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"Truly --- 'Z'man Simchateinu'!"

10/06/2020 03:10:08 PM


Rabbi Reuben Israel Abraham, CDR, CHC, USN (ret)

The 7-day festival of Sukkot is known in Hebrew as “Z’man Simchateinu” – “the Season of Our Joy.”  In fact, this is the most joyous of the Shalosh Regalim (the three Pilgrimage Festivals), each of which required us to travel to Yerushalayim (Jerusalem) to bring special korbanot (sacrificial offerings) to be placed on the altar in the Temple.  In the special Torah reading for the first two days of this autumn festival we read the following: “Us’machtem lifney Adonai Eloheychem shiv’at yamim.” --- “You shall rejoice before HaShem your G-d seven days.”  Immediately after the conclusion of the seventh day of Sukkot which was punctuated by the ritual of the beating of the aravot on Hoshanah Rabbah, we enter the solemnity of Shemini Atzeret (the Eighth Day of Tarrying) and the joyousness of Simchat Torah, literally “Rejoicing of the Torah.”  So, you may ask, how much more joyful can one be after celebrating Sukkot?  Perhaps this story may provide an answer.

Goldzweig and Oppenheim were two wealthy merchants who traded in rare gemstones and fine jewelry.  Each year, they would travel from their respective homes in Warsaw and Munich to the great annual fair in Leipzig.  As old friends, they were accustomed to lodge, dine, pray, and do business together, often pooling their resources for their mutual benefit.

The week of trading was drawing to a close.  Goldzweig and Oppenheim had conducted more than satisfactory business, and were about to return home with an ample stock that promised healthy profits for each of them. Before catching their afternoon trains, they were left with one more significant task – buying a gift for their wives.  For them, returning empty-handed from Leipzig was a worse domestic sin than eating on Yom Kippur!  They had to find something for their better halves.  But what does one purchase for the wives of wealthy gem merchants who have every material amenity that a woman could dream of?  The business of present-purchasing proved to be a greater challenge for Goldzweig and Oppenheim than a week of bartering and negotiating they had just completed.  The two merchants had to be at the train station in just two short hours, but they were still empty-handed!  They could not seem to find a suitable gift for their wives.  Another gold watch or a diamond broach just would not suffice.

Suddenly an old Polish Chasid with long silver payos who was wearing a dashik (the black narrow-visor cap that was common among Polish and Ukrainian Chassidic Jews at the time) on his head approached the two merchants.  He asked: “Could I interest you gentlemen in rare Judaica?”  Goldzweig and Oppenheim looked at each other and smiled.  What a novel idea!  Judaica was always a good investment that never decreased in value.  The old Polish Chasid had two hand-illustrated copies of the classic Tzena U’rena Yiddish commentary for women that had been printed on rare parchment paper in early 18th century Budapest.  Even 150 years later, the volumes were in near mint condition.  At only 80 crowns apiece, the books were indeed a bargain, and both men jumped at the opportunity to purchase the books.  After paying the old Polish Chasid, Goldzweig and Oppenheim hurried to the train station.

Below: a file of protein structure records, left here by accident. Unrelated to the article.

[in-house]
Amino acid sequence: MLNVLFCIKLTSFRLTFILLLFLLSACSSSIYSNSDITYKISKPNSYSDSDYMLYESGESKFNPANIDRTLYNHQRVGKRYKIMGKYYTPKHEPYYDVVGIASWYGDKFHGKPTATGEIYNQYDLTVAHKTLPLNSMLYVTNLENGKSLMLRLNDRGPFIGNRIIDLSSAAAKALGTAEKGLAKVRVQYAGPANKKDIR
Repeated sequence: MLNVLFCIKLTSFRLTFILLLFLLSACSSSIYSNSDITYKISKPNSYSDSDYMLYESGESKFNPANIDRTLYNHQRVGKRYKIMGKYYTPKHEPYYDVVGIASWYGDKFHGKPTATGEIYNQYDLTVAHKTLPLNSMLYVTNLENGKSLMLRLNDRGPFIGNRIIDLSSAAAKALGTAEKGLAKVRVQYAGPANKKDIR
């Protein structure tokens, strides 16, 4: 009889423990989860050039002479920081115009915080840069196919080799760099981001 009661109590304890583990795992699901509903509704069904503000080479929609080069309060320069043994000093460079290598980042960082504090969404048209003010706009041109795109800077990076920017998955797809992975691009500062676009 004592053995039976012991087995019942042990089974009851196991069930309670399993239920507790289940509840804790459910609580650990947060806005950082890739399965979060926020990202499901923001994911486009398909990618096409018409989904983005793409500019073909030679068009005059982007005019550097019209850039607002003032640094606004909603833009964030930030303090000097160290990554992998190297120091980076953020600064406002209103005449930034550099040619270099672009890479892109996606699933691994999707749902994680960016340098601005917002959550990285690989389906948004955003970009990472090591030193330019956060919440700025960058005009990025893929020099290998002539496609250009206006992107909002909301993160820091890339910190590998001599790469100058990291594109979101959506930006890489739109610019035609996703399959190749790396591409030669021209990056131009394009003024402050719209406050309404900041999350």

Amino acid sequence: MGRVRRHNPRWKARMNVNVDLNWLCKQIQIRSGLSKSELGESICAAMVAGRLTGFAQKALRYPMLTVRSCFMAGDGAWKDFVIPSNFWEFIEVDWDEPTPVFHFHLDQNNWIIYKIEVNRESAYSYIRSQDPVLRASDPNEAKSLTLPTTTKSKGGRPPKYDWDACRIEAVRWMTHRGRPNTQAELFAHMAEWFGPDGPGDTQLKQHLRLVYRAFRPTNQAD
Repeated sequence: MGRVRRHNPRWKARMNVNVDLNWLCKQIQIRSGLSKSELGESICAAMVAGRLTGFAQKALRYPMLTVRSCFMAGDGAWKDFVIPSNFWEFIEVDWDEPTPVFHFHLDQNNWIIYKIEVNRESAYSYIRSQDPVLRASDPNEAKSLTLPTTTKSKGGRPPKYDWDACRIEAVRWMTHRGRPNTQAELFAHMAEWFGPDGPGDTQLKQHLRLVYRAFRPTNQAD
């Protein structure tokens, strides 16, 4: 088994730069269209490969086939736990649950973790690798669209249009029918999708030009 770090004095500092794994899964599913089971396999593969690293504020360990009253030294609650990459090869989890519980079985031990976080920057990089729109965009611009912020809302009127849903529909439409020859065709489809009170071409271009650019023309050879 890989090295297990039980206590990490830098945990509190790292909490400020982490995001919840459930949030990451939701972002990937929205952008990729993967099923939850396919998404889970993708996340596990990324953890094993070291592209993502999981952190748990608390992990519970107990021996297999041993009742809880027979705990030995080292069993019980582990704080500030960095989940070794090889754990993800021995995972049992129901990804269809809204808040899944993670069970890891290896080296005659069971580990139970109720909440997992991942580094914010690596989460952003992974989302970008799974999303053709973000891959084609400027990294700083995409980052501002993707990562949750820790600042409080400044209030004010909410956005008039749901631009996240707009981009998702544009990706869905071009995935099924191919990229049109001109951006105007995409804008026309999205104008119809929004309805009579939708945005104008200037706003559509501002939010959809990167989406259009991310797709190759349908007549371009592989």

After arriving home in Warsaw and before he unpacked the rest of his bags, Goldzweig produced the carefully-wrapped volume and presented it to his wife.  As she opened the package, her eyes opened wide and filled with tears.  After she carefully examined the book, a tender smile illuminated her face as she clutched it to her heart.  “Shimon,” she said, “this is the most exquisite gift I have ever received!  I will cherish this forever, and I will read it every Shabbat!  This will become our most important heirloom to be given to our eldest daughter with the hope that she will pass it down to her eldest daughter and so on and so on until the end of time!  Only a G-d fearing, magnanimous, and loving husband such as yourself could have found such a priceless gift!  This Tzena U’rena is so very beautiful!  How can I ever thank you?”

Oppenheim, on the hand, unfortunately received a much less enthusiastic welcome upon his arrival at home in Munich.  “Another dust-catcher?!” his irate wife shrieked at him.  She took the rare antique volume from him and threw it into a corner treating it as if were last week’s newspaper.

On Simchat Torah, which “wife” will you be?  Will you be overjoyed at once again ending and beginning the greatest story ever told: the story of Am Yisrael – the People Israel as presented in our Torah?  Will you treasure it and use it every week as you journey through the next year and the rest of your life?  Or will you relegate it to the proverbial “dustbin of history,” never giving even a moment’s thought to its eternal truths and lessons?  The fact of the matter is that Simchat Torah can be a turning point in the life of each member of Am Yisrael.  The more we learn to love Hashem and H-s Torah, the happier we can be with ourselves and our lives.

May all of us sing and dance on this most joyous of days!

Thu, April 22 2021 10 Iyyar 5781